A slight enhancement to TCP's segment processing rules can be made, which makes such an attack much more difficult to accomplish. If the receiver examines the incoming RST segment and validates that the sequence number exactly matches the sequence number that is next expected, then such an attack becomes much more difficult than outlined in [SITW] (i.e., the attacker would have to generate 1/2 the entire sequence space, on average). This document will discuss the exact details of what needs to be changed within TCP's segment processing rules to mitigate all three types of attacks (RST, SYN, and DATA).
1.3. Attack probabilities
Every application has control of a number of factors that drastically affect the probability of a successful spoofing attack. These factors include such things as:
Window Size - Normally settable by the application but often times defaulting to 32,768 or 65,535 depending upon the operating system (see Figure 6 of [Medina05]). Server Port number - This value is normally a fixed value so that a client will know where to connect to the peer. Thus, this value normally provides no additional protection. Client Port number - This value may be a random ephemeral value, if so, this makes a spoofing attack more difficult. There are some clients, however, that for whatever reason either pick a fixed client port or have a very guessable one (due to the range of ephemeral ports available with their operating system or other application considerations) for such applications a spoofing attack becomes less difficult.
For the purposes of the rest of this discussion we will assume that the attacker knows the 4-tuple values. This assumption will help us focus on the effects of the window size versus the number of TCP packets an attacker must generate. This assumption will rarely be true in the real Internet since at least the client port number will provide us with some amount of randomness (depending on the operating system).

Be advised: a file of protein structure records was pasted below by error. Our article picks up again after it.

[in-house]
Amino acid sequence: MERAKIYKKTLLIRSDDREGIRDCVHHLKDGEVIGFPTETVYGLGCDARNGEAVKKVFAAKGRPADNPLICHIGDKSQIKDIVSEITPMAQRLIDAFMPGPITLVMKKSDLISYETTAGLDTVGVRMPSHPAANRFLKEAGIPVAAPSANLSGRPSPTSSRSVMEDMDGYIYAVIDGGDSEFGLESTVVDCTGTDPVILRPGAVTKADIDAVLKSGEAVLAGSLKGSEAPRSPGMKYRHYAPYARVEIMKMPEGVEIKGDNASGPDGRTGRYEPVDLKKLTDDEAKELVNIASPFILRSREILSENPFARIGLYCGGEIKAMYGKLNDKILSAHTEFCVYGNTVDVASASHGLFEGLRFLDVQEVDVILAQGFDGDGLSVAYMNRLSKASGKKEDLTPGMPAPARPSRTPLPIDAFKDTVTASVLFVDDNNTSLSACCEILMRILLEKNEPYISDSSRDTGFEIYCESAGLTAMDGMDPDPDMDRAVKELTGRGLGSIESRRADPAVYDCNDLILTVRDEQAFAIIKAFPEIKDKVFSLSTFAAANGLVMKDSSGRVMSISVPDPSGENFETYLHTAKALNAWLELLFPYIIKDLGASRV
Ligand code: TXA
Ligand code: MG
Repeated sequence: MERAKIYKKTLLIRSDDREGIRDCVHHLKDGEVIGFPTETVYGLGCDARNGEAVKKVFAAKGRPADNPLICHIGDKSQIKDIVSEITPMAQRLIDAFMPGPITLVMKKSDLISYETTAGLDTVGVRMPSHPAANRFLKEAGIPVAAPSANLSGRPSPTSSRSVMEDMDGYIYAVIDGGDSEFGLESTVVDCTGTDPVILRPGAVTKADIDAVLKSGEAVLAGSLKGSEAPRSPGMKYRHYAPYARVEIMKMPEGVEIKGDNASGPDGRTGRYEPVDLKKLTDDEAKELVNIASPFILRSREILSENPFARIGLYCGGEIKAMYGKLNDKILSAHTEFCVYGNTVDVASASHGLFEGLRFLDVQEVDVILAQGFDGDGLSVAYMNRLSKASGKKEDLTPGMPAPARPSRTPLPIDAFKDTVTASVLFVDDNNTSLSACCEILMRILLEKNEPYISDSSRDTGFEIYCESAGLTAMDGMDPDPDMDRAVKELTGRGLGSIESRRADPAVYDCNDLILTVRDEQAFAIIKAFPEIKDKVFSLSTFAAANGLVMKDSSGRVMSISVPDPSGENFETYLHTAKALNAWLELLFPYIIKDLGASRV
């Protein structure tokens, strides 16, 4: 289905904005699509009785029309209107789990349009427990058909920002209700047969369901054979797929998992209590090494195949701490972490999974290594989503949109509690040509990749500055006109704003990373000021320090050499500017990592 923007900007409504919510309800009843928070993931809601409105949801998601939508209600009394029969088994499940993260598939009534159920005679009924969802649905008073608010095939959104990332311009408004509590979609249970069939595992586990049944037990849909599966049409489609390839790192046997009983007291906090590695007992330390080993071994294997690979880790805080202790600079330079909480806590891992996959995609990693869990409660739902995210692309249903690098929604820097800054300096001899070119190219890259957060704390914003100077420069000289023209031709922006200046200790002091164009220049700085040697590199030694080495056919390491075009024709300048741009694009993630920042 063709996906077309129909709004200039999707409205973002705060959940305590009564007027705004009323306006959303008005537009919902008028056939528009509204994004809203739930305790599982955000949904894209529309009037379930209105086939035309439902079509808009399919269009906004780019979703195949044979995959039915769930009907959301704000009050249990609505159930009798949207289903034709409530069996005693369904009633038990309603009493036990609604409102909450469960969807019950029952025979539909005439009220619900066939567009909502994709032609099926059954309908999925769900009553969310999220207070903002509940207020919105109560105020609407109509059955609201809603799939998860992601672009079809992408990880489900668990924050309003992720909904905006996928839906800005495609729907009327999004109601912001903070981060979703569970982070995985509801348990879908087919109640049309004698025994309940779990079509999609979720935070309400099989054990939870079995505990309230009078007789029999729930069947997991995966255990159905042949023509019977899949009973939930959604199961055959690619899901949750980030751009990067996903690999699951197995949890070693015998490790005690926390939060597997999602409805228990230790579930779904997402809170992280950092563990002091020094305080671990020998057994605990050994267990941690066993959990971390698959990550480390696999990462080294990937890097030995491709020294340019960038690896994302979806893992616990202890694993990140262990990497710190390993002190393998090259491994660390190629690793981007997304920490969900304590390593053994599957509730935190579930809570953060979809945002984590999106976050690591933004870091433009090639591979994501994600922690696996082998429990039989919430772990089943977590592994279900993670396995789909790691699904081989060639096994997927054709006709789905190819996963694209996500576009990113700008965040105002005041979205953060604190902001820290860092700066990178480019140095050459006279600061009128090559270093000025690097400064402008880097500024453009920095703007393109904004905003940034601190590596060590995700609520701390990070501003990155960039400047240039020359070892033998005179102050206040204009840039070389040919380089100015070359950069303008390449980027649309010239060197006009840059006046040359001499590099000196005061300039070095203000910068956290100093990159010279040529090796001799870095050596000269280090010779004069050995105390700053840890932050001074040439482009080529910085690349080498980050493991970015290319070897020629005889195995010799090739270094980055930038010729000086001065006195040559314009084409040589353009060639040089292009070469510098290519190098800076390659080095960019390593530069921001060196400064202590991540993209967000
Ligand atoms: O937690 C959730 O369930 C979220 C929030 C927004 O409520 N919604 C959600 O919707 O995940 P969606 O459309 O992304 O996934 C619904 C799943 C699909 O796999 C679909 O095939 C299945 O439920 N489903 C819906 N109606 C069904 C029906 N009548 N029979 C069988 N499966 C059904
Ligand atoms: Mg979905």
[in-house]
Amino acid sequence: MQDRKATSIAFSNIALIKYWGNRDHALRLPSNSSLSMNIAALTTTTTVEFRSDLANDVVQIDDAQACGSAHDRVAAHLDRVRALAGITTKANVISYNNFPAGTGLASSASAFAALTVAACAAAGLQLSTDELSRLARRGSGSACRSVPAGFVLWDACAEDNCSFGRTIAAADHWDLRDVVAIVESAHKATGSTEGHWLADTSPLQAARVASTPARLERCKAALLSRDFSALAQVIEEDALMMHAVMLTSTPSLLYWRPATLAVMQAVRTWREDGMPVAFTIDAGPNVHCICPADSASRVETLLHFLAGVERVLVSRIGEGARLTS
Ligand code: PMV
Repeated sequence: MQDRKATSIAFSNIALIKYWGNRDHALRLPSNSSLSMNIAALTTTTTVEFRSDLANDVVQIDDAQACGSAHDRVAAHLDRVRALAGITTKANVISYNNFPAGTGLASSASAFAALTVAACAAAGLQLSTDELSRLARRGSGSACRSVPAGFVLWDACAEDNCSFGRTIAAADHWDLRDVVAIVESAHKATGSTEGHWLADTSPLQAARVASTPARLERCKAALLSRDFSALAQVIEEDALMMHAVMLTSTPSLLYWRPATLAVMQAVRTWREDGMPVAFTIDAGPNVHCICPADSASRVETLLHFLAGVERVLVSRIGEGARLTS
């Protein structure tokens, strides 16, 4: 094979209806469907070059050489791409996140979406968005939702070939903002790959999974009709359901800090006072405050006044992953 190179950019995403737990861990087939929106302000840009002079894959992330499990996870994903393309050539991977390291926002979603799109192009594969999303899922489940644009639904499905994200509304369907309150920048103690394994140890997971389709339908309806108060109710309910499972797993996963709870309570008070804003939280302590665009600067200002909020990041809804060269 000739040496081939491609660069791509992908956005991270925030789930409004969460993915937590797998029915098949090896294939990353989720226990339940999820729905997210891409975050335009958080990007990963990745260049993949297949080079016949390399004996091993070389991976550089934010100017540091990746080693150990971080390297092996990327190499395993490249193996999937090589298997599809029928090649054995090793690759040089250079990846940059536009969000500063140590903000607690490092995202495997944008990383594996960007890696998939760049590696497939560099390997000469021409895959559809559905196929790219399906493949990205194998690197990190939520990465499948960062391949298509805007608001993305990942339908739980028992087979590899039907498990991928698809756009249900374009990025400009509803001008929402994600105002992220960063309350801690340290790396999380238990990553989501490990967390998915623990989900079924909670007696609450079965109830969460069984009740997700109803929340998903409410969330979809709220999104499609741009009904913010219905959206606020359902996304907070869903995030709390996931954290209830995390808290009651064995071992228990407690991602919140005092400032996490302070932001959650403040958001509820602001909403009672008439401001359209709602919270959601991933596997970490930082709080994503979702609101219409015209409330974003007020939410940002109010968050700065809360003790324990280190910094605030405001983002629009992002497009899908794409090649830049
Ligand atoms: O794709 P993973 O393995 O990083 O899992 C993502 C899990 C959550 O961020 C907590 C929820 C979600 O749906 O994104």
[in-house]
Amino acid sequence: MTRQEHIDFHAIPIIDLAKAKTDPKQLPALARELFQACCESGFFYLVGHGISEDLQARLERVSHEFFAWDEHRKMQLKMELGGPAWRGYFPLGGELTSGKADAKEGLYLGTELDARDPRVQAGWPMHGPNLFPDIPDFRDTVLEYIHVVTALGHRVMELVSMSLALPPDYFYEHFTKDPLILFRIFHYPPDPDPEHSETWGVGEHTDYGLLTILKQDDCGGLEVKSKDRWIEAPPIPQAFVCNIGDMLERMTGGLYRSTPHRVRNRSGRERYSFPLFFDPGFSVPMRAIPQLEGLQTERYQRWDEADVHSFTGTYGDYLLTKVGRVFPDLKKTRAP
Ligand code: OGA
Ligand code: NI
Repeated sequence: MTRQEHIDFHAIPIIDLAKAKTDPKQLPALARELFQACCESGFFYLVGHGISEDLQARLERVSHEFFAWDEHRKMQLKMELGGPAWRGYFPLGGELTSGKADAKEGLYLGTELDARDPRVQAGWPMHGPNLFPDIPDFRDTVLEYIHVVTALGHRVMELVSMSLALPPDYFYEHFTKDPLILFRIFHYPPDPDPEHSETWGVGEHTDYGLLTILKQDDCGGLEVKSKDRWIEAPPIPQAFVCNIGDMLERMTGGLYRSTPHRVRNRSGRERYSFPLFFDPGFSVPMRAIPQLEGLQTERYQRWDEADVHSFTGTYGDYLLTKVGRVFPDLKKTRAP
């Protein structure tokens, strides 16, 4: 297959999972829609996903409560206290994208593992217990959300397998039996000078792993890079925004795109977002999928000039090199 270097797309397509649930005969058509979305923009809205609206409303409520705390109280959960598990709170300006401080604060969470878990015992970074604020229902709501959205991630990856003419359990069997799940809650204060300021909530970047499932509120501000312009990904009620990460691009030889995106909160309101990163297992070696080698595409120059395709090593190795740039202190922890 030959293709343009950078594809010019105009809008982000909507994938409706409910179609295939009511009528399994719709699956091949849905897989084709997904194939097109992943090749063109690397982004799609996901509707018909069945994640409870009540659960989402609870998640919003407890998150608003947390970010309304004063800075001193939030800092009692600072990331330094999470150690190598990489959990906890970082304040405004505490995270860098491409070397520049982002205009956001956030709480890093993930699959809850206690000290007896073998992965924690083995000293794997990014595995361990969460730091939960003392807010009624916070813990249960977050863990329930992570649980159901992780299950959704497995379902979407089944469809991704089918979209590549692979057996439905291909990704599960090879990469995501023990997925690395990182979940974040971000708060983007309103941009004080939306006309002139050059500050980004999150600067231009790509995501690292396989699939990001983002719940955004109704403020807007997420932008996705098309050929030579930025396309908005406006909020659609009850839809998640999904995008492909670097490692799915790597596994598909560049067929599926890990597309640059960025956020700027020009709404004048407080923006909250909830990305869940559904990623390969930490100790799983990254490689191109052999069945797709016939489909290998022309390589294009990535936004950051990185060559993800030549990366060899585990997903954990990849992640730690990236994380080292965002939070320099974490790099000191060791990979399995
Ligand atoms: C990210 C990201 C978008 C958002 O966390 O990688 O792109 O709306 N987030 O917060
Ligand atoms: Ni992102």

To successfully inject a spoofed packet (RST, SYN, or DATA), in the past, the entire sequence space (i.e., 2^32) was often considered available to make such an attack unlikely. [SITW] demonstrated that this assumption was incorrect and that instead of (1/2 * 2^32) packets (assuming a random distribution), (1/2 * (2^32/window)) packets are required. In other words, the mean number of tries needed to inject a RST segment is (2^31/window) rather than the 2^31 assumed before.
Substituting numbers into this formula, we see that for a window size of 32,768, an average of 65,536 packets would need to be transmitted in order to "spoof" a TCP segment that would be acceptable to a TCP receiver. A window size of 65,535 reduces this even further to 32,768 packets. At today's access bandwidths, an attack of that size is feasible.
With rises in bandwidth to both the home and office, it can only be expected that the values for default window sizes will continue to rise in order to better take advantage of the newly available bandwidth. It also needs to be noted that this attack can be performed in a distributed fashion in order potentially gain access to more bandwidth.
As we can see from the above discussion this weakness lowers the bar quite considerably for likely attacks. But there is one additional dependency that is the duration of the TCP connection. A TCP connection that lasts only a few brief packets, as often is the case for web traffic, would not be subject to such an attack since the connection may not be established long enough for an attacker to generate enough traffic. However, there is a set of applications, such as BGP [RFC4271], that is judged to be potentially most affected by this vulnerability. BGP relies on a persistent TCP session between BGP peers. Resetting the connection can result in term- medium unavailability due to the need to rebuild routing tables and route flapping; see [NISCC] for further details.
For applications that can use the TCP MD5 option [RFC2385], such as BGP, that option makes the attacks described in this specification effectively impossible. However, some applications or implementations may find that option expensive to implement.
There are alternative protections against the threats that this document addresses. For further details regarding the attacks and the existing techniques, please refer to [RFC4953]. It also needs to be emphasized that, as suggested in [TSVWG-PORT] and [RFC1948], port randomization and initial sequence number (ISN) randomization would help improve the robustness of the TCP connection against off-path attacks.